Hampshire College in Amherst, MA decided last year to not accept ACT or SAT scores from students seeking admissions. As a result U.S. News and World Report has dropped the school from their rankings.
Valarie Strauss published a guest piece from the school’s president, Jonathan Lash, that explains why they made that decision.
We completely dropped standardized tests from our application as part of our new mission-driven admissions strategy, distinct from the “test-optional” policy that hundreds of colleges now follow. If we reduce education to the outcomes of a test, the only incentive for schools and students to innovate is in the form of improving test-taking and scores. Teaching to a test becomes stifling for teachers and students, far from the inspiring, adaptive education which most benefits students. Our greatly accelerating world needs graduates who are trained to address tough situations with innovation, ingenuity, entrepreneurship and a capacity for mobilizing collaboration and cooperation.
We weighed other factors in our decision:
• Standardized test scores do not predict a student’s success at our college.
• SATs/ACTs are strongly biased against low-income students and students of color, at a time when diversity is critical to our mission.
• We surveyed our students and learned not one of them had considered rankings when choosing to apply to colleges; instead they most cared about a college’s mission.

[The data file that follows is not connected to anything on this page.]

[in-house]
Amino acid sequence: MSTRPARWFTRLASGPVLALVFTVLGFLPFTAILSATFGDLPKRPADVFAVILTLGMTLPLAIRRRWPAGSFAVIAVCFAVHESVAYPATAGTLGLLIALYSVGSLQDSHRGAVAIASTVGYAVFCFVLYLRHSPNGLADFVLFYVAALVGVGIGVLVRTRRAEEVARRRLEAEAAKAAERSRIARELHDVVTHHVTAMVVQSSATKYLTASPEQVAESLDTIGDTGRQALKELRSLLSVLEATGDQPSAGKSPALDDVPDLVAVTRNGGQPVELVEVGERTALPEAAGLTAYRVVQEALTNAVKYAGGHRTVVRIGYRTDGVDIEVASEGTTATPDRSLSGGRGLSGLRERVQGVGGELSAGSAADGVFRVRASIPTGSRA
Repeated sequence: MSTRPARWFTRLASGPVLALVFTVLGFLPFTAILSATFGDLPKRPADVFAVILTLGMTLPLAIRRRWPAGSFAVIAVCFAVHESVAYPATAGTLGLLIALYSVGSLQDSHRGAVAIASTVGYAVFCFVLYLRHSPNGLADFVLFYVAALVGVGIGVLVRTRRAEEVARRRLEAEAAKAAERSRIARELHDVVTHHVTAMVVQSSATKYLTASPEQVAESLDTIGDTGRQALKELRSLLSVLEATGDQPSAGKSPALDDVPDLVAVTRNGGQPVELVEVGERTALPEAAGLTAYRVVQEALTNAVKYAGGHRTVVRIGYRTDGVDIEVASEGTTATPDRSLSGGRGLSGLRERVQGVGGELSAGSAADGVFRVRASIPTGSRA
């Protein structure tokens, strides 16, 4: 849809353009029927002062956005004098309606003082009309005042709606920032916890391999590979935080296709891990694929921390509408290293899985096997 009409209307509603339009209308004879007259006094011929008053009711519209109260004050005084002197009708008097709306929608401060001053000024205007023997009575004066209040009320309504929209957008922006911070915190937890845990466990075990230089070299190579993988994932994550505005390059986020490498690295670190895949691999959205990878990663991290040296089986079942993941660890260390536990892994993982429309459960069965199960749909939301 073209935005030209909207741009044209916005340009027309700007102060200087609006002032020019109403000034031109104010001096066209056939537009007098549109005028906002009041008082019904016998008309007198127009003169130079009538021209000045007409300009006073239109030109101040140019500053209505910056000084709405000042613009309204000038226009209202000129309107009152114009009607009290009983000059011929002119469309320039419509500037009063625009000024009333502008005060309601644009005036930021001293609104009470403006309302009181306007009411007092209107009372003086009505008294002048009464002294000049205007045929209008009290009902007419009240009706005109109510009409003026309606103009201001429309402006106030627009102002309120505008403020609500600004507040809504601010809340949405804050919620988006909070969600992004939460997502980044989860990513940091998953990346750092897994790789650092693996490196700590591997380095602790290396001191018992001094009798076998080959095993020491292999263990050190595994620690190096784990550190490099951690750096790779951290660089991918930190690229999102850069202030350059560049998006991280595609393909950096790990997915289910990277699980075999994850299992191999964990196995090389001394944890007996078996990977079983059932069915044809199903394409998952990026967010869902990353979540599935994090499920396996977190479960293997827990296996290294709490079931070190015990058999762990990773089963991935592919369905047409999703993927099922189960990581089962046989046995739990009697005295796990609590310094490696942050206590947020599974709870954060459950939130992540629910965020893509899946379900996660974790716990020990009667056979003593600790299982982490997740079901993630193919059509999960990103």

• Some good students are bad test takers, particularly under stress, such as when a test may grant or deny college entry. Multiple-choice tests don’t reveal much about a student.
• We’ve developed much better, fairer ways to assess students who will thrive at our college.
This is a different approach from test-optional schools that some have accused these schools as using this as a way to become more exclusive under the guise of being more diverse. The Hechinger Report published this accusation last August:
After all, research has shown that standardized tests such as the SAT often put low-income and minority students at a disadvantage. Low-income students, unlike their more affluent peers, don’t have the money to spend on expensive test-prep classes that teach tricks students can use to increase their scores. Therefore, it would appear that low-income and minority students would have a better chance of being admitted at test-optional schools.
In practice, however, colleges have used these policies to become even more exclusive than they previously were. Here’s how schools do it: by freeing prospective students from having to provide SAT and ACT scores, they tend to attract more applicants, many of whom may have scored poorly on the tests. (The University of Georgia study found that these schools “receive approximately 220 more applications, on average, after adopting a test-optional policy.”) For the colleges, more applicants mean more students they can reject, which lowers their acceptance rate and raises the institution’s perceived selectivity.
In addition, by going test-optional, schools can artificially inflate the average SAT and ACT scores that they report to magazines that rank colleges, such as U.S. News & World Report.
They may be the case for some, but it doesn’t appear one can accuse Hampshire College of this since they are not taking them all together and they’re being dropped from the rankings.